, Volume 34, Issue 5, pp 973-974
Date: 19 Dec 2007

Acetylcysteine and enzymatic creatinine: beware of laboratory artefact!

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Sir: N-Acetylcysteine (NAC) is an antioxidant agent used as a mucolytic and to prevent acute hepatic failure following paracetamol poisoning [1]. NAC has also been thought to prevent radiocontrast nephrotoxicity [2]. Potential analytical interferences between NAC and creatinine measurement have been poorly studied. Tepel et al. showed no interference between their Jaffé creatinine and NAC in vitro [2]. Enzymatic methods are more precise and specific for creatinine measurement than the classic Jaffé methods [3]. Enzymatic assays are thus recommended. However, creatinine enzymatic assays are not free from interference, as has been described with flucytosine and high doses of dobutamine [3].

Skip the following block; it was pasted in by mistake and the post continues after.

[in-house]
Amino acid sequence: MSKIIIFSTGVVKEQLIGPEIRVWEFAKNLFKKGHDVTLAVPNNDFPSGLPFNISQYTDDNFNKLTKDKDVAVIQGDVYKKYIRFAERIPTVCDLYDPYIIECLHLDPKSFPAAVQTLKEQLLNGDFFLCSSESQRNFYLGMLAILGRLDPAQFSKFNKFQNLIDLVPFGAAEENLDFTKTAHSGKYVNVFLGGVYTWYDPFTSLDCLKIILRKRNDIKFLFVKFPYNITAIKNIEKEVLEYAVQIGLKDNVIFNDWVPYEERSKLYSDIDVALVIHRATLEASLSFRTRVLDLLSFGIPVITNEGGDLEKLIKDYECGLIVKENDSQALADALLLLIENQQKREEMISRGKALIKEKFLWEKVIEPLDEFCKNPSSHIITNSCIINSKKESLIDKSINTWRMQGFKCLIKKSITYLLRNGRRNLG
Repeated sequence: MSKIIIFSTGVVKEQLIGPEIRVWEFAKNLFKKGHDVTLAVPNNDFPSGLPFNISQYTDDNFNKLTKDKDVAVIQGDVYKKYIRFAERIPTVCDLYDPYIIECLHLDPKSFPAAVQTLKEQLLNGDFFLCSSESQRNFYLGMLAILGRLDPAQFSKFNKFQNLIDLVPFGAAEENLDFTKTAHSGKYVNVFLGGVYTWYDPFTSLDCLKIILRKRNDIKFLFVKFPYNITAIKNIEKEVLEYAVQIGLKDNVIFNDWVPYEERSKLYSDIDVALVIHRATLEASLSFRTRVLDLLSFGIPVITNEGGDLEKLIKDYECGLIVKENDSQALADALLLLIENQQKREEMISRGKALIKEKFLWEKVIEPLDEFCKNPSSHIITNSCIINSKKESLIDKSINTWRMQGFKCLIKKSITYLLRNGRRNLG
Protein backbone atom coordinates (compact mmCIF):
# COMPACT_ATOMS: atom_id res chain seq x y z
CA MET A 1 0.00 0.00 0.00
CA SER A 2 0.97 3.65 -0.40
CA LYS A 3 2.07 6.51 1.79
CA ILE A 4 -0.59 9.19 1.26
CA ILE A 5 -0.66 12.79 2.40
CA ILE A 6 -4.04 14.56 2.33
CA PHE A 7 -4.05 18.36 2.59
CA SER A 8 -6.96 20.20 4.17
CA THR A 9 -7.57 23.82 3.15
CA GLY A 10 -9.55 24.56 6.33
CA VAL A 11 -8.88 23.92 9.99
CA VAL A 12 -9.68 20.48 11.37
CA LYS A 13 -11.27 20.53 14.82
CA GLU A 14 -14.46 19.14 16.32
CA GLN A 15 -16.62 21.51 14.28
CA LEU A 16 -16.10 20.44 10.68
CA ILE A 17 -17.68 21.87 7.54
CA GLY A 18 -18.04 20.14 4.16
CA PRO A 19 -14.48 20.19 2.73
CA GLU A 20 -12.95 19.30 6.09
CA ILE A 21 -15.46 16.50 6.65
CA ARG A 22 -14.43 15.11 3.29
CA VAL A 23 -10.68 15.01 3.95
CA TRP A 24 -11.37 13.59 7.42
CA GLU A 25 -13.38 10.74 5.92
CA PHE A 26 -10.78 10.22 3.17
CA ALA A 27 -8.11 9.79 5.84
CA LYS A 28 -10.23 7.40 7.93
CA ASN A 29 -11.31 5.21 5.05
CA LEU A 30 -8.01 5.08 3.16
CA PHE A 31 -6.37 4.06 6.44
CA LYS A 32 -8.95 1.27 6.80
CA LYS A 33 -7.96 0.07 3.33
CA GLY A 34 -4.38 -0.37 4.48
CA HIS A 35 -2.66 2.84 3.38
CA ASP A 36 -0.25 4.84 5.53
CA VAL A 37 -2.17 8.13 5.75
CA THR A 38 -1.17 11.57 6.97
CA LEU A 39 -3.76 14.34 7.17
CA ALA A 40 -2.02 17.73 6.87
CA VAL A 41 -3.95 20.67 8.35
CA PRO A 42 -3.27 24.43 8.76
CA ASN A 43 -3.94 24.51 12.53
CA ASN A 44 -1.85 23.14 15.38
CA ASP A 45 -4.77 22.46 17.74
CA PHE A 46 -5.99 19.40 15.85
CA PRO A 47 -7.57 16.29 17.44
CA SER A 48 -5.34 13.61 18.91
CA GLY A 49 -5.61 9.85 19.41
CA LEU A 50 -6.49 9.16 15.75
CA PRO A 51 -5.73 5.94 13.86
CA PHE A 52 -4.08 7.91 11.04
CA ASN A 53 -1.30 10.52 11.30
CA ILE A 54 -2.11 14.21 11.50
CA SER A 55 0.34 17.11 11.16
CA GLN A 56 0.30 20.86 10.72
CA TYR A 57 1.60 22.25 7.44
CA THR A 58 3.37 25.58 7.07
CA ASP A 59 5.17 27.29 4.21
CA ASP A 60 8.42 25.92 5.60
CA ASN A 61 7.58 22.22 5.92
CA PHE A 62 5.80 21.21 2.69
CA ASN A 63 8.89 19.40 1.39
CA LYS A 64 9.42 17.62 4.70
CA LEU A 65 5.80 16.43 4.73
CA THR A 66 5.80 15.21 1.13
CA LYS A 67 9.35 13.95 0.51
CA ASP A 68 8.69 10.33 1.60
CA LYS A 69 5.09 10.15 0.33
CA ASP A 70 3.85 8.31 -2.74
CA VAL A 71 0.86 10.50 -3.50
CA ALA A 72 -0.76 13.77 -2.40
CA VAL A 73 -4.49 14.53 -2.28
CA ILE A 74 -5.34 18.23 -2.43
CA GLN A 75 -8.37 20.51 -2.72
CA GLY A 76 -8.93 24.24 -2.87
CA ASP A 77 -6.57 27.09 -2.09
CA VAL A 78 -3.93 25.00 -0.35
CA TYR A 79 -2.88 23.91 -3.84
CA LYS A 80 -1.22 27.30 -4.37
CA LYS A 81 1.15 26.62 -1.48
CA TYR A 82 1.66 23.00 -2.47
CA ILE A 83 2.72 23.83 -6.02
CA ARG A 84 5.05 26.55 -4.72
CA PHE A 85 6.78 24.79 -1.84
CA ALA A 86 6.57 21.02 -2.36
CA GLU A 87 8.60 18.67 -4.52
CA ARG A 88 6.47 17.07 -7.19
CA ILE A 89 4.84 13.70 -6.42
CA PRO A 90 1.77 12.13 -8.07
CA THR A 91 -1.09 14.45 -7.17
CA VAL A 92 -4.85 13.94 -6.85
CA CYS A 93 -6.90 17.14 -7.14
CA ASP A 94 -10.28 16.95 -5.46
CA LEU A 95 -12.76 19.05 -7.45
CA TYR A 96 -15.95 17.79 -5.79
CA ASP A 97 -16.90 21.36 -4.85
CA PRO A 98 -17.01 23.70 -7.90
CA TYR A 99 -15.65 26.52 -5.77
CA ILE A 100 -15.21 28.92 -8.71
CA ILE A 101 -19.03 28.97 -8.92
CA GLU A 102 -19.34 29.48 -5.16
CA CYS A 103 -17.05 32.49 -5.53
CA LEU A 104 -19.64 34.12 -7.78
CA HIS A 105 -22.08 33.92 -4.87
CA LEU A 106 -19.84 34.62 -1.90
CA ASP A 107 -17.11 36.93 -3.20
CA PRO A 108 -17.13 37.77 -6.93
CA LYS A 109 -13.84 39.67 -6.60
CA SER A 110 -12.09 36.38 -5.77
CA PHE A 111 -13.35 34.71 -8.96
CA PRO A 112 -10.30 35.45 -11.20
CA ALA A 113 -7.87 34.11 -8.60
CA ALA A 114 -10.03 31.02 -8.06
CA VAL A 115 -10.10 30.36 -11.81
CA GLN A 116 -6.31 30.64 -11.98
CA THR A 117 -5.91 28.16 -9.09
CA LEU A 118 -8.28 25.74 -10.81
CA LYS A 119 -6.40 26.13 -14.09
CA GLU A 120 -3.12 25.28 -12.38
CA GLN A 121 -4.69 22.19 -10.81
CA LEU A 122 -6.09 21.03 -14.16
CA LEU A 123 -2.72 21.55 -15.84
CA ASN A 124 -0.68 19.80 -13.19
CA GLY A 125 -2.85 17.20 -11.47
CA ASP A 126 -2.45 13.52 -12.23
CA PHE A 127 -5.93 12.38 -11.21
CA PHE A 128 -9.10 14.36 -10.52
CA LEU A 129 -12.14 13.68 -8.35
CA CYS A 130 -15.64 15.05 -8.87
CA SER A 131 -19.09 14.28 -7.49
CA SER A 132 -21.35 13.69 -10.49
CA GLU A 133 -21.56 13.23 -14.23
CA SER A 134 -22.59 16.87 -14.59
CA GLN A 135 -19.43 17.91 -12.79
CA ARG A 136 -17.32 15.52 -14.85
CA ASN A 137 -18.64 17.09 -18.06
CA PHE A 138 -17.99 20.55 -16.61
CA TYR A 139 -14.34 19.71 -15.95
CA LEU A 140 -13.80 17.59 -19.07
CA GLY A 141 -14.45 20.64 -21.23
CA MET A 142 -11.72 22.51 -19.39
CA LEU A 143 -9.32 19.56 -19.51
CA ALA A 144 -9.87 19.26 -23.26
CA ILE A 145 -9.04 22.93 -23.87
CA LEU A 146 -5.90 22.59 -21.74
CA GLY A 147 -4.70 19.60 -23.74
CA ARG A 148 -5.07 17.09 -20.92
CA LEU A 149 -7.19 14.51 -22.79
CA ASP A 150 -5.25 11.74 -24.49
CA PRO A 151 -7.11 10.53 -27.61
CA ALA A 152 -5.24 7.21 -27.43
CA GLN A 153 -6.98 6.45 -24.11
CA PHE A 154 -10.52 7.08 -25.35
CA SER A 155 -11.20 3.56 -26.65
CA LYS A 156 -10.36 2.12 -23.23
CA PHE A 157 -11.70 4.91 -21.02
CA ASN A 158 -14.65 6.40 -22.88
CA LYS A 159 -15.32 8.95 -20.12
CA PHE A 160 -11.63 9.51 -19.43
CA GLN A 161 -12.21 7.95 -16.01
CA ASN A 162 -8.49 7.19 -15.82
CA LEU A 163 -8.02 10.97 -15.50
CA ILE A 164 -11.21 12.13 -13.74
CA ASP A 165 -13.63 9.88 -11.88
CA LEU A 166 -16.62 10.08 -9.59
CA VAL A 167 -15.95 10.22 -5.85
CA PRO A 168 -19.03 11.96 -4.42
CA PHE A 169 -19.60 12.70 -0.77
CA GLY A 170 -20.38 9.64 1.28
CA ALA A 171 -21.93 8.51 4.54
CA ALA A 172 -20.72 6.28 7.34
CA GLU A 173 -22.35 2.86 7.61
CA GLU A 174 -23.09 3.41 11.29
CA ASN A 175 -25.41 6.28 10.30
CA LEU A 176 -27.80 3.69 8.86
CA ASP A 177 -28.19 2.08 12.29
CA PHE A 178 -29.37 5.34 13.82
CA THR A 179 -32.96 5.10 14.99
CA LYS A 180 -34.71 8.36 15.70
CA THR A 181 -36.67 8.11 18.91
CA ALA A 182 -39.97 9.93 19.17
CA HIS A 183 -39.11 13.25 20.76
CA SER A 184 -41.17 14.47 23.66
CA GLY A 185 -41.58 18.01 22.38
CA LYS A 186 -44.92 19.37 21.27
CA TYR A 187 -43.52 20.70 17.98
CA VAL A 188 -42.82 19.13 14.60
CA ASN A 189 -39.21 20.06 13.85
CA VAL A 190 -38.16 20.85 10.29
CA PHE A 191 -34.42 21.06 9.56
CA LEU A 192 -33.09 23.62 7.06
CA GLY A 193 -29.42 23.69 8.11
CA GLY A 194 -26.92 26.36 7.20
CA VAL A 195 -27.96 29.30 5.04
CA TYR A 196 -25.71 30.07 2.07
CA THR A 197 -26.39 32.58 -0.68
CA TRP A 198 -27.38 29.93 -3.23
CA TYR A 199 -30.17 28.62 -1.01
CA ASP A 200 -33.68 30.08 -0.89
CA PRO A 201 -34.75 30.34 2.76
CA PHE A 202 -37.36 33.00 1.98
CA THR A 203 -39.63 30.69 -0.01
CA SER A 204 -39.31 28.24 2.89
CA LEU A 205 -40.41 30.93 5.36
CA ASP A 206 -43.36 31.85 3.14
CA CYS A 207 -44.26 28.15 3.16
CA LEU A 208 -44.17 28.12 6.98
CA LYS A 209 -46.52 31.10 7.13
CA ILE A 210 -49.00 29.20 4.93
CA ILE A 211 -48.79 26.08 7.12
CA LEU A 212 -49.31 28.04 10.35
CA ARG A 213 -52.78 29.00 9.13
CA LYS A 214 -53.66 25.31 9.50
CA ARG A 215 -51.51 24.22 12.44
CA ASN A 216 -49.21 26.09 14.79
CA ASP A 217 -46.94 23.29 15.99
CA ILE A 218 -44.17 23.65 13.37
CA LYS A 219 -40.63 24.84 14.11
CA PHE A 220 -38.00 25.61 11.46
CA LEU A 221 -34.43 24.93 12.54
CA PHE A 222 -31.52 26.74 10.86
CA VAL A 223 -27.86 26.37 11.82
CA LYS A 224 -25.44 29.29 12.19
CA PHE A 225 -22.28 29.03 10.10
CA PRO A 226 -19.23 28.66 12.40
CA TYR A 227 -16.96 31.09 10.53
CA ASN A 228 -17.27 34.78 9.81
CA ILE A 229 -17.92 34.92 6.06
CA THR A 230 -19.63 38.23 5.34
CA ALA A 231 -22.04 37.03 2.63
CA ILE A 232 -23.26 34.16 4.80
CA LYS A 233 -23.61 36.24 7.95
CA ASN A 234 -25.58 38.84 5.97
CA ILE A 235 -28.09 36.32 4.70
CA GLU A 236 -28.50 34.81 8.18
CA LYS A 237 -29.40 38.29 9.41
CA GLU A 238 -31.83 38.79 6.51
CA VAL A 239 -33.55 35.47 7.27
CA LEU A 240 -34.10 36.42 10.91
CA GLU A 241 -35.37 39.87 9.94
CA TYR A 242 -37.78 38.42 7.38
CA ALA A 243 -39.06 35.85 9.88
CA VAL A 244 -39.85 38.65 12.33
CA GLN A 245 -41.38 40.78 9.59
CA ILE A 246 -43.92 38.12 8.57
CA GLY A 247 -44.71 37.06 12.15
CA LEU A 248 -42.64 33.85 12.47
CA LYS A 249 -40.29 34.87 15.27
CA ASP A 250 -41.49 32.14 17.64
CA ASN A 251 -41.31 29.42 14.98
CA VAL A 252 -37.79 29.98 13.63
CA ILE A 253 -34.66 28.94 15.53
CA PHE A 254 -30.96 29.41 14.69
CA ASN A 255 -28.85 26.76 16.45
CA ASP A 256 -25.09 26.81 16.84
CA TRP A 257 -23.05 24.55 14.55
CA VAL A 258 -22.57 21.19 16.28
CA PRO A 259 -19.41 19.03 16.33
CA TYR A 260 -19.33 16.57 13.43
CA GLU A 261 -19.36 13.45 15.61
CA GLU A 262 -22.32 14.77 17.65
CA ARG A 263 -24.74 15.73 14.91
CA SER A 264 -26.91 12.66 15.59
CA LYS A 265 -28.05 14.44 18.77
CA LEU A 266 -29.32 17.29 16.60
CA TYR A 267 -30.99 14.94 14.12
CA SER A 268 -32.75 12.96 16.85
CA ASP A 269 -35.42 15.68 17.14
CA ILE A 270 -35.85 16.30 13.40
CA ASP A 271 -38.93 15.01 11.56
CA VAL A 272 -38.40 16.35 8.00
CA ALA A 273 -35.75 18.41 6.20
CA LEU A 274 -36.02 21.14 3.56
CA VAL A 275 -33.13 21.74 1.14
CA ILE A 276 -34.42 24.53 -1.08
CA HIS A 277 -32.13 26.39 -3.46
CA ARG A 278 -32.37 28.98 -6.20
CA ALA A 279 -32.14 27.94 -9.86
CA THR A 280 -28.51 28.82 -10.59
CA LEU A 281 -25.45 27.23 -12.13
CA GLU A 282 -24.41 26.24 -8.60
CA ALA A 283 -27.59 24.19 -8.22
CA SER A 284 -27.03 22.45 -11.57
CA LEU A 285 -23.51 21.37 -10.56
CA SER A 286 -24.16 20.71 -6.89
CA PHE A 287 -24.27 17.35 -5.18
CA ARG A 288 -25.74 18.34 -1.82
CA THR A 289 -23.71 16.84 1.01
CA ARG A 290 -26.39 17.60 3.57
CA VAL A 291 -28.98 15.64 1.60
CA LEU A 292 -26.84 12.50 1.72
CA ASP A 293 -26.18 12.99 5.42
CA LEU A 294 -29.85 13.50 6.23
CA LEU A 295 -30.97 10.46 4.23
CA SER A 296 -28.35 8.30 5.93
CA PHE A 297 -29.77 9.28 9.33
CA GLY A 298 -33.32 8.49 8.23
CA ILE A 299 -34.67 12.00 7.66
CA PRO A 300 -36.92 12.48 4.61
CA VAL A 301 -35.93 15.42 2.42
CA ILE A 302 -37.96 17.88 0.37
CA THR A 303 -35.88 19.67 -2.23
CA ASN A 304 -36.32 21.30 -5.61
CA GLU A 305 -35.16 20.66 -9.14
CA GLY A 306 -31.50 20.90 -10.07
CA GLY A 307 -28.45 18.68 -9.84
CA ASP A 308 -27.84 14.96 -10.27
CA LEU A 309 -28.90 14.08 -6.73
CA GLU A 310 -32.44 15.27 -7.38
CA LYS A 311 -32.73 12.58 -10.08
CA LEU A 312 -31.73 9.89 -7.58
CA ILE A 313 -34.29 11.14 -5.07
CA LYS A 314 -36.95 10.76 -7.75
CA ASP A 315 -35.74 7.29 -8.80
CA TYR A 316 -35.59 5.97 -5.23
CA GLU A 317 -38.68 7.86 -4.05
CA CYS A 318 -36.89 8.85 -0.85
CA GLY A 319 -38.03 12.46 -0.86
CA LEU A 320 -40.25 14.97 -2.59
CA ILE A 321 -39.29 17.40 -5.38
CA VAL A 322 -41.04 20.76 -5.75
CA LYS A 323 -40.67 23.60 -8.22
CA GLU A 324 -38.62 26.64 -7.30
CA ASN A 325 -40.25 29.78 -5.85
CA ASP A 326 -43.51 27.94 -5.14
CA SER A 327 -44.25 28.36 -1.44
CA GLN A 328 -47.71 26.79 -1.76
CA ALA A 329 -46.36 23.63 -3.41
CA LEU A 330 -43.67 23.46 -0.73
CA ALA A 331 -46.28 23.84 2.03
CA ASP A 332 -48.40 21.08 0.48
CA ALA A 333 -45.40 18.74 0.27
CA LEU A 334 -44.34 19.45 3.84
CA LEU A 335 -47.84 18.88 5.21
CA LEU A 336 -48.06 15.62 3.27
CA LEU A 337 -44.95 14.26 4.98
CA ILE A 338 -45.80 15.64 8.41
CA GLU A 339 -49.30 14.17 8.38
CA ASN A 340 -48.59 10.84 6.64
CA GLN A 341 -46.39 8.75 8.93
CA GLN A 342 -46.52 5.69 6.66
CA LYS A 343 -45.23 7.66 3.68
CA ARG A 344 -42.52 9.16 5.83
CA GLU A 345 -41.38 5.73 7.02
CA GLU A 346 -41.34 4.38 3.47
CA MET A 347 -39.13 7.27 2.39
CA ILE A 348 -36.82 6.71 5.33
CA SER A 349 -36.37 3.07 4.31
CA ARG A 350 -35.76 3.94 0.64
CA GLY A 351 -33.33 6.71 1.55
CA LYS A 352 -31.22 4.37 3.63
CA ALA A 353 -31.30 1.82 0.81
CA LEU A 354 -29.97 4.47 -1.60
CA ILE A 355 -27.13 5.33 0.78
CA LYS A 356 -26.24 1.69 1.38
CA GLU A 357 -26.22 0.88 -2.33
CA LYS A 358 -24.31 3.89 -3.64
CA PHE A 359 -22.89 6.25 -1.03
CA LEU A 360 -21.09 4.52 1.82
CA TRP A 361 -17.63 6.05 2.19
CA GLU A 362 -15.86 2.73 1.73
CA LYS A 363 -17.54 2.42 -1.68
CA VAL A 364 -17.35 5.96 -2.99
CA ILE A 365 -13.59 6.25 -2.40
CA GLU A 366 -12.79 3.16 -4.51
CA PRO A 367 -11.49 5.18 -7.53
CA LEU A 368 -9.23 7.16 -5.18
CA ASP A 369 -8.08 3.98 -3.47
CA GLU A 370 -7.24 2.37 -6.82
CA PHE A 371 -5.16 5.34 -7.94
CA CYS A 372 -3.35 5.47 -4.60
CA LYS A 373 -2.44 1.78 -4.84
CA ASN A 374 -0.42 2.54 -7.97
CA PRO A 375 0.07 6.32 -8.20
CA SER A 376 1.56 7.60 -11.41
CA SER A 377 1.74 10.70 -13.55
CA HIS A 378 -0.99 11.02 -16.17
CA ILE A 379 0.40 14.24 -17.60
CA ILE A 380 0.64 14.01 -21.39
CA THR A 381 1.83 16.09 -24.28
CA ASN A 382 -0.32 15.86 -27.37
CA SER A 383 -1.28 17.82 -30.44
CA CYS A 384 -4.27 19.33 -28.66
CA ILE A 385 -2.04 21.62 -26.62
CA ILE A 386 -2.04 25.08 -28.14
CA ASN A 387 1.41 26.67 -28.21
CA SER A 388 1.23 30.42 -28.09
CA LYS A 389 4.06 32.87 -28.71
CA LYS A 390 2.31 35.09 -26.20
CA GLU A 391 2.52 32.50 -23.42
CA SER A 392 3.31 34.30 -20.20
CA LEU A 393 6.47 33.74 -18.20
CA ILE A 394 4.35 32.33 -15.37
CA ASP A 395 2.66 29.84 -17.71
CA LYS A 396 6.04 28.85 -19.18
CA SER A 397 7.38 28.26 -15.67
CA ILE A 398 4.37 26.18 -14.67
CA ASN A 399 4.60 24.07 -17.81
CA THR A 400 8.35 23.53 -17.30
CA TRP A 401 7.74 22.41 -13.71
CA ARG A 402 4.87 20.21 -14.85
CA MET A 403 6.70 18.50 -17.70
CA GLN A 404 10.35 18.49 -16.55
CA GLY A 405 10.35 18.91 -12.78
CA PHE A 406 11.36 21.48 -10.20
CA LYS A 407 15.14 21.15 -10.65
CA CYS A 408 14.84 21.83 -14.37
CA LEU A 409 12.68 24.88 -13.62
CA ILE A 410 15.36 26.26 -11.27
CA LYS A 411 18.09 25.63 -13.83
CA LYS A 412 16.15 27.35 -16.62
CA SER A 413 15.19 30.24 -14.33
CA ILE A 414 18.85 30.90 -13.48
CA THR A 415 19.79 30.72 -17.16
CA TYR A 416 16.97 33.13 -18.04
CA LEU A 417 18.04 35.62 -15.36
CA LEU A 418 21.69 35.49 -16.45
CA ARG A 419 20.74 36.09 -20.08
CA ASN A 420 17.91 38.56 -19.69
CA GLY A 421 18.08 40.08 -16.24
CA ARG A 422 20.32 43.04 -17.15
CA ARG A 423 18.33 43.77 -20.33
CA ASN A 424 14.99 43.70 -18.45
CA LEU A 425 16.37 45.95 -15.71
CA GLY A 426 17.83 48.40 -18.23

We have studied, in vitro, potential interferences between NAC and creatinine measurement by Jaffé and enzymatic methods. We decided to study three serum pools with creatinine concentrations around 1, 2 and 4.5 mg/dl. Each sample was analysed in duplicate before and directly after adding increasing dos